US 6396931 B1
A self-contained, hand-held electronic stethoscope including built-in chestpiece, speaker and visual monitor, includes a memory containing prerecorded heart and lung sounds along with a brief description of the malady producing the sounds so that the technician may compare the actual sounds with the prerecorded sounds and observe a suggested diagnosis on the monitor.
1. An electronic stethoscope with diagnostic capability comprising:
a housing capable of being held in one hand, said housing having at least one side surface between two opposing surfaces;
a chestpiece extending from a first surface of said housing, said chestpiece containing a microphone;
a first amplifier within said housing and coupled to said microphone;
a monitor and a second amplifier with a speaker within said housing and coupled to said first amplifier, said monitor for visually displaying the sounds from said first amplifier;
a memory within said housing, said memory containing a recording of pre-recorded heart and lung sounds, each sound in said memory accompanied by a brief description of a malady suggested by the sound; and
a spring-loaded, double-pole, double-throw switch attached to the side surface within said housing, said switch connected to normally pass the sounds from said microphone to said speaker and said monitor, and whereas depressing a button on said switch disconnects the sounds from said microphone and substitutes the prerecorded sounds from said memory;
a phone jack in the circuit between said spring-loaded, double-pole, double-throw switch and said second amplifier;
a low pass filter, said filter selectively activated by a second double-pole, double-throw switch in the circuit between said spring-loaded, double-pole, double-throw switch and said phone jack.
2. The electronic stethoscope claimed in
3. The electronic stethoscope claimed in
4. The electronic stethoscope claimed in
This invention relates to electronic stethoscopes and in particular to a stethoscope in which the output may be compared both by sound and visually on a scope with various sound signals prerecorded on a memory medium.
Various pathological conditions of a patient are revealed by auscultation examination. A normal heart and lungs produce normal sounds which are detected by the stethoscope, and if any abnormalities are detected proper corrective steps may be taken Therefore, it is extremely important for a medical diagnostician to recognize and understand normal and abnormal heart and lung sounds.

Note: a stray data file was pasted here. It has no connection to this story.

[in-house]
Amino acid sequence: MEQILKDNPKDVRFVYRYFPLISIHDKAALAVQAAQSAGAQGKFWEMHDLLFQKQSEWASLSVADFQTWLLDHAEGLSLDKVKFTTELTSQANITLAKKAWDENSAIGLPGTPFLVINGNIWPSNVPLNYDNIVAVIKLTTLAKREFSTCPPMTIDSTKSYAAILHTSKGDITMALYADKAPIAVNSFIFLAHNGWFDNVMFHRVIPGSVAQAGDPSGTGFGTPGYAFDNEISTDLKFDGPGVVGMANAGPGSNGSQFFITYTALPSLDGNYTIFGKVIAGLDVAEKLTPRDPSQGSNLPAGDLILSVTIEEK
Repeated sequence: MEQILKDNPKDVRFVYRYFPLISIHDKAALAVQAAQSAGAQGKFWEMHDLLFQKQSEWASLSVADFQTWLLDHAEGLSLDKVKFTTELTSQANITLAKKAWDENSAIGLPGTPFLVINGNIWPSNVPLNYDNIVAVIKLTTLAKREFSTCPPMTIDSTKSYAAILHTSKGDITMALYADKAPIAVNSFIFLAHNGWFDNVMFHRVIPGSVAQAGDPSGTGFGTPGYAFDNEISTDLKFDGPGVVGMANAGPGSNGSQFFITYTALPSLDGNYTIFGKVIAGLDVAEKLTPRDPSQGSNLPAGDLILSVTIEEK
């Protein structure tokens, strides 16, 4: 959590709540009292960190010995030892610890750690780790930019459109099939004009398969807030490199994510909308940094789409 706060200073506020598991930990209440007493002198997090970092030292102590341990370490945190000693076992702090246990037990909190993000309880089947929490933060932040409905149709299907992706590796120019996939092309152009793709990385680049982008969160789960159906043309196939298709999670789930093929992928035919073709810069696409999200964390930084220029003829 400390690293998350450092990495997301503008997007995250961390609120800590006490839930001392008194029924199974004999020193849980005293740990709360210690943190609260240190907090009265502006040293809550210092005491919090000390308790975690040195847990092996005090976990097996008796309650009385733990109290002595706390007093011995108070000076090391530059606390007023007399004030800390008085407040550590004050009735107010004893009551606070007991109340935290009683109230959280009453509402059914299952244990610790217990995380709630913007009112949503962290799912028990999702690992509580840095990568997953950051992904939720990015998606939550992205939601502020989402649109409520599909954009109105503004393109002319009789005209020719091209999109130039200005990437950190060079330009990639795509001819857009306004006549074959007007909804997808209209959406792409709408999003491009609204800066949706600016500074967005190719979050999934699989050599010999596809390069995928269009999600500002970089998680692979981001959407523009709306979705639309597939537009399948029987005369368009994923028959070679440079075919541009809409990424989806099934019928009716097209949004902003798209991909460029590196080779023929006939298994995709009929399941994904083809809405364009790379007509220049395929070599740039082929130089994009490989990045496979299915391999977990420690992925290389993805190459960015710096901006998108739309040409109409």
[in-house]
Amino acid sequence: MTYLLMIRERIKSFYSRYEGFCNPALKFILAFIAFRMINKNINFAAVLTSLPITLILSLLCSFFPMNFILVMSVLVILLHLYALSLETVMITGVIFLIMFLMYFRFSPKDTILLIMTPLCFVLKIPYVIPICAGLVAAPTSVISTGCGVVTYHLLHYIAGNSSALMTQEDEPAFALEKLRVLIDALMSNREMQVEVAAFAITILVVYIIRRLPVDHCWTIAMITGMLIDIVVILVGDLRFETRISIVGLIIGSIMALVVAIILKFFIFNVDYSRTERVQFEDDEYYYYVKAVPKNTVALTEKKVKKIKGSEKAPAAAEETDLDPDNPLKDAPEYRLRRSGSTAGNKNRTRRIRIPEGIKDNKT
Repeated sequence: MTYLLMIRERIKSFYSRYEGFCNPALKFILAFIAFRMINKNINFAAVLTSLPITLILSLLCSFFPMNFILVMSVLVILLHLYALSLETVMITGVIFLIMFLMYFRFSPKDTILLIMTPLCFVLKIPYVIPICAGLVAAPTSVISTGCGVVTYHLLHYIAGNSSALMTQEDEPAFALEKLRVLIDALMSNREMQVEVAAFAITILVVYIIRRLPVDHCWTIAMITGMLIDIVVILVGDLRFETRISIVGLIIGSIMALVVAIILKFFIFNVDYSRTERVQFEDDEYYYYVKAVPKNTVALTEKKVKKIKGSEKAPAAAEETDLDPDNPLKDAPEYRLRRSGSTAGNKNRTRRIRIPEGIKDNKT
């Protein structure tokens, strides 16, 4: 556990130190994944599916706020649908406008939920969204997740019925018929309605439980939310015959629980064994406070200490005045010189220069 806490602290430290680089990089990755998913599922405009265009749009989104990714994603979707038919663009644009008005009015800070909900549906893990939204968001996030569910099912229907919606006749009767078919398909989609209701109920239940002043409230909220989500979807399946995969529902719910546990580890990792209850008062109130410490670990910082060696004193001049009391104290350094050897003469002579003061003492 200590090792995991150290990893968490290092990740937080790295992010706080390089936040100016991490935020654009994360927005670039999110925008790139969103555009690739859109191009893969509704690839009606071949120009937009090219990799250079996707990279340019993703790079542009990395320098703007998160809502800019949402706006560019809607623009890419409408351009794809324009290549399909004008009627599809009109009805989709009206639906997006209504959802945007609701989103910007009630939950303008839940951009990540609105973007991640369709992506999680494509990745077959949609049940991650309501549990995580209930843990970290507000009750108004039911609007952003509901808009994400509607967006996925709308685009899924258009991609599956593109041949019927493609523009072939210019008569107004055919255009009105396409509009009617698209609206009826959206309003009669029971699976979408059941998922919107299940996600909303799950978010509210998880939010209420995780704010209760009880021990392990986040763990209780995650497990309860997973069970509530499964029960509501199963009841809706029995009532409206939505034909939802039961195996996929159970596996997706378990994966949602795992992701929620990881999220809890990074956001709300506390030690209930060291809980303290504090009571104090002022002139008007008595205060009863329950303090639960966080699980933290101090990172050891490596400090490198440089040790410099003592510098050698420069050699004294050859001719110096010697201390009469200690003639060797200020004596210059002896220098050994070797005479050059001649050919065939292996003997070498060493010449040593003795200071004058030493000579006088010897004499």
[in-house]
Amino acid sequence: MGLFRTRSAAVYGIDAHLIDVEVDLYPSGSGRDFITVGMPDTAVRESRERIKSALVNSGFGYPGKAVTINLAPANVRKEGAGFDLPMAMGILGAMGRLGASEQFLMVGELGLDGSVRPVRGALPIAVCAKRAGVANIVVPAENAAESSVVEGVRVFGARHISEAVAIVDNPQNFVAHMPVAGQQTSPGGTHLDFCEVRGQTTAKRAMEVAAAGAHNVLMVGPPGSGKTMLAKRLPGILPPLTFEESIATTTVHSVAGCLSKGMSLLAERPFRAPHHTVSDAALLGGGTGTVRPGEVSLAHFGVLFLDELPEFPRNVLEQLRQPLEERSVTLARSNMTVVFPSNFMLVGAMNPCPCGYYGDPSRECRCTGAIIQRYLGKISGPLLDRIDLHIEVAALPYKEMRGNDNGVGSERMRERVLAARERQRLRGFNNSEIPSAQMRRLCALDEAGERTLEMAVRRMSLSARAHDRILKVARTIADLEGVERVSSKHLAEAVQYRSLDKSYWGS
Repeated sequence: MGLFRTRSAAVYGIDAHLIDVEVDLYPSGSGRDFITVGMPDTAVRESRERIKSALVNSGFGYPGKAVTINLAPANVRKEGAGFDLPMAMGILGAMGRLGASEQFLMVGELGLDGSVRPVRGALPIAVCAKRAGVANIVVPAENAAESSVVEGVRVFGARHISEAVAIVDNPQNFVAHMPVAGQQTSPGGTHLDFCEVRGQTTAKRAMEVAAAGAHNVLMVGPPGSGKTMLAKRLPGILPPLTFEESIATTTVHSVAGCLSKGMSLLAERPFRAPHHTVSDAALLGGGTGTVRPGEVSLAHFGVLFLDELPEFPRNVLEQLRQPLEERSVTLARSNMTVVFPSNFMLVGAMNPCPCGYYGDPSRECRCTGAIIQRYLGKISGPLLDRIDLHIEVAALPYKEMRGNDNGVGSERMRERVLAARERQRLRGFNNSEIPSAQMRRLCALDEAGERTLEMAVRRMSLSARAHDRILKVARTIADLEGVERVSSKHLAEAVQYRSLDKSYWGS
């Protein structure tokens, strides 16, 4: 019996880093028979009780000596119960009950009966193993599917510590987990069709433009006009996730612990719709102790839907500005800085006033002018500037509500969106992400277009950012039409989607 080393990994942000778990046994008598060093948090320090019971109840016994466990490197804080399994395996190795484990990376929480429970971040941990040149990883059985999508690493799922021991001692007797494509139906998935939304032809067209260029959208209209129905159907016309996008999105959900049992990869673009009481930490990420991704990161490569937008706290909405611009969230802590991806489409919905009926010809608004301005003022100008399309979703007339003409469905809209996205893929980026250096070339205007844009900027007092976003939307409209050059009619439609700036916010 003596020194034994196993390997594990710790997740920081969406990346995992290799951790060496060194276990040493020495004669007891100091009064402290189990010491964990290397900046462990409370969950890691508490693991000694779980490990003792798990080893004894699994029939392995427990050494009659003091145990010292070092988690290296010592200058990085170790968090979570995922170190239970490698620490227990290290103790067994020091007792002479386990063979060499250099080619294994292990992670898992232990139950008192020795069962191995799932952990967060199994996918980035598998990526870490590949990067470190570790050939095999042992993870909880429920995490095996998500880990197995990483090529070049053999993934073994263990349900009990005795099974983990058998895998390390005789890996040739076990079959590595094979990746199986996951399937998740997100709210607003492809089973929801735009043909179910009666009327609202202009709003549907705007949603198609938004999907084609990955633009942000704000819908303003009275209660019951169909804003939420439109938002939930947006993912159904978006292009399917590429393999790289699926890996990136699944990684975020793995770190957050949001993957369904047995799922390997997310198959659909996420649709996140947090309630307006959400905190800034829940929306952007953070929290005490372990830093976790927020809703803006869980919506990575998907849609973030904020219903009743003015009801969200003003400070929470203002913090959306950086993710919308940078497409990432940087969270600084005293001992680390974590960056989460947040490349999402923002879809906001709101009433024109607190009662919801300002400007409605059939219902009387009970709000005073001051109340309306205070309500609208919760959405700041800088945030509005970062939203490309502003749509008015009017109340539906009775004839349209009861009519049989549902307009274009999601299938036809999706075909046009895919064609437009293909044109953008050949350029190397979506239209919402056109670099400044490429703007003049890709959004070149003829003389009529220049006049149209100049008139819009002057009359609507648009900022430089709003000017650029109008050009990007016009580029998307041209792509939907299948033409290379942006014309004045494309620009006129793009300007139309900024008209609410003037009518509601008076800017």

There are many heart sounds that must be learned by the diagnostician. The human heart has four chambers. During the diastolic or relaxed period, blood flows through the tricuspid valve into the right ventricle and oxygenized blood flows through the mitral valve into the left ventricle. At the end of this very short diastolic period the mitral valve closes followed by the tricuspid valve and the heart muscle contracts in systole while blood is pumped from the right ventricle through the pulmonary valve and blood is pumped from the left ventricle through the aortic valve. There is a sound, called S1, that occurs at the closure of the mitral and tricuspid valves and a sound, S2, that occurs at the closure of the aortic and pulmonary valves.
With the presence of heart disease the individual sounds are often split and may be heard as two sounds on each of the two basic S1 and S2 sounds. And in addition to the basic sounds, there are pathologic sounds which may be caused by blood passing through a tight valve or a pathologically enlarged valve opening. And certain disease processes may cause rubbing sounds produced by rubbing of the heart wall on the tissue covering that surrounds the heart. Certain diseases can change or vary the heart sounds. For example, if S1 appears to be louder than S2, it suggests a tightening of the mitral valve or mitral stenosis, whereas an unusually soft S2 suggests mitral regurgitation. Heart disease is suggested if any component separation occurs during expiration, if separation seems excessive, or if one component is persistently missing.
Lung sounds also have two components, that produced by inspiration and that by expiration. With a presence of disease in the lungs the normal lung sounds are disrupted and certain pathologic crackles, rates and wheeze sounds are produced which, in most instances, would point to a certain disease going on in the patient's pulmonary and even systemic system.
The foregoing material discusses only a small fraction of the various sounds that may be detected with a stethoscope. There is a multitude of murmurs, hums and clicks that may be heard at various body locations while in various positions. It is thus apparent that the science of auscultation is difficult and that certain medical technicians, such as ambulance technicians or student who may not have thoroughly mastered the science, would benefit greatly from a stethoscope that included a diagnostic capability.
Briefly described, this invention is for a self-contained electronic stethoscope in a housing that includes a prerecorded record of typical sounds, a recorded image of the external pulse recordings of the sound and a suggested diagnosis. The electronic stethoscope normally outputs into a small speaker and to a small oscilloscope for viewing the signal, and depressing a momentary contact switch will divert the prerecorded record output to the speaker and scope for comparison with the stethoscope sounds
In the drawings which illustrate the preferred embodiment of the invention.
FIG. 1 is a schematic drawing of the electronic stethoscope with diagnostic capability;
FIG. 2 is a perspective view of the stethoscope housing; and
FIG. 3 is a top plan view thereof.